Thursday, February 26, 2009

Engineering Technology: The 3D printer revolution

Jay Leno (of Jay's Garage) hosts this video telling of THE solution to keeping ancient cars and steam engines running FOREVER. All those one-of parts that folks needed when something breaks can now be made (in the U.S.A. with U.S.A. having to send the gear or other complex part off to India to be copied!).

I'm impressed. Comments? (add yours below)

World gives adversity & lemons: make mermaids

One surely doesn't expect a story of asking and finding to be so positive in these days of financial ruin and the muck and mire of finances. But this story from New Zealand and the MAKE Magazine blog makes one's heart expand with hope and a smile grow and grow. Steve Unwin's amazing photo of the protagonist, Ms. Nadya Vessey, seems like something out of a fantasy story. And that is probably how she sees it. From a chance reply to a young child, the idea grew until an opportunity arose to make it a reality. She posed for the photo above, which appeared in the Dominion Post newspaper in the article by Matt Calman.

Wednesday, February 25, 2009

Childhood reading fun revisited

We were out and about on Valentine's Day, shopping and enjoying things from the past in area antique/junk/collectible stores. I seldom even glance at books in such stores, but, for some reason, my eyes were sliding along a shelf of fiction, when I settled on "The Moon Colony" by William Dixon Bell. My heart leapt as I recalled having read it in the winter of my third grade elementary school year. The copy I had then was left over from my mother's Depression-era library from her teen years. I also had one other science fiction book from that era, one on adventure with rural railroading, and one on becoming a tennis ace (all had teen protagonists). After I read the two science fiction books, I found H. G. Wells' "The Invisible Man" in one of those paperback Pocketbook mystery novels that had an eyeball peering through a keyhole. On the back of the book was a posited map of the locale where the adventure takes place, replete with marked points with importance in the story. My start with science fiction had happened.

Here is a brief synopsis of the story line of the first book mentioned above. You can see why I jumped into reading it with a story line as exciting as this one!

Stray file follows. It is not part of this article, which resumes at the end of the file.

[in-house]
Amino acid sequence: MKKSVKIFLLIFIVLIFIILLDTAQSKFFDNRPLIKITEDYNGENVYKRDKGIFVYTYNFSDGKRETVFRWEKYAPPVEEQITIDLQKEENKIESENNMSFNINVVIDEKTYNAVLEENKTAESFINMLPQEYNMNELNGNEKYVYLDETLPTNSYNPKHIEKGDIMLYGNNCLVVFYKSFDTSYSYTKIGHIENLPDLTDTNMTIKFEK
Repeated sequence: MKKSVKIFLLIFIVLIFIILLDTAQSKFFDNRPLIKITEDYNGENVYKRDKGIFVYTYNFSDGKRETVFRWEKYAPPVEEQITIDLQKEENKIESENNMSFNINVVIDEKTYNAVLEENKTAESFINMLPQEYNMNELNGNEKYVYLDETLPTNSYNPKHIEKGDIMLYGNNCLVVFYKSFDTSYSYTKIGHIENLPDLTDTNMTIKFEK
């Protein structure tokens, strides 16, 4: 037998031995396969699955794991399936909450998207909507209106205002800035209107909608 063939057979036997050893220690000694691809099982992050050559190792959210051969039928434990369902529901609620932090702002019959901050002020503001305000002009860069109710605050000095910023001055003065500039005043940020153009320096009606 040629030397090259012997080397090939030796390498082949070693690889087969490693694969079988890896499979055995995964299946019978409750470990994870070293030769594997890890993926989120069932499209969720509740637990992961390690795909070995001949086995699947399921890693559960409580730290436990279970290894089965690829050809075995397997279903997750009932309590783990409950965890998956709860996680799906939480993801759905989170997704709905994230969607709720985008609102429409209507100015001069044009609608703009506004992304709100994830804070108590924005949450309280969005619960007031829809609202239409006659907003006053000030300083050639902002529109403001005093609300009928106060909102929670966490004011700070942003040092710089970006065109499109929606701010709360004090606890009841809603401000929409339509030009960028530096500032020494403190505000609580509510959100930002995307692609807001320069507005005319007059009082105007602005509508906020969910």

Julian Epworth the head of secret service for Atlantic Pacific Airlines and his co-pilot Billy pursue a huge sky pirate zeppelin about to steal 1 million dollars in gold. A fast paced ultra modern sci-fi adventure: planes being shot out of the sky, air pirates in liquid fueled planes, a mad scientists Herman Toplinsky scheming to colonize the moon is the leader of the sky jackers. Toplinsky has captured Julian, Billy and stowaway Joan, Julian's sister, they are all off to the Moon, only to be greeted by an army of mammoth cricket-shaped creatures in military formation, large as a man, with six legs and two sharp antennas, holding steel pointed lances. Riding on top of the cricket creatures are men-shaped humps, small bodies with legs and arms, and an enormous knotty projection for their heads, seeing through large wide eyes, and this is only the beginning. William Dixon Bell ( 1865-1951), juvenile fiction adventure author.

Saturday, February 21, 2009

Lost your digital camera?

This seemed a good thing to pass along:

If you did lose your camera, there may be someone out there trying to get your final photos on it back to you.

Thursday, February 19, 2009

Hundredth post: On Time

I'll guess this is a fitting topic for the hundredth post for this blog, started on 20080831.

Any measure of time is erroneous, I believe. Even if the scientific definition of time is satisfied, what of the OTHER viewpoints? A fellow blogger, Katry, says this. She has the viewpoint that time is flexible and depends on the viewer's age, as to how fast it passes.

I have to wonder if time passes at all. Yes, subjective time passes. We experience an aging that starts at birth and ends with death. But the moments before an impact, while the vehicle is sliding down the wet pavement, headed for an assignation with another vehicle, can stretch for what seem whole lifetimes. Adrenaline flows, shifting our minds and bodies into high gear. But all those words that we use don't seem to be talking about the same thing, do they?

Is time:
dragging or flying or exploding or ratcheting or smoothly flowing or flashing or stopped or fleeting or not?

The next time you think of it as concrete and discrete, think of this post and ask yourself whether or not you just might be mistaken or viewing it from the OTHER perspective in just that moment.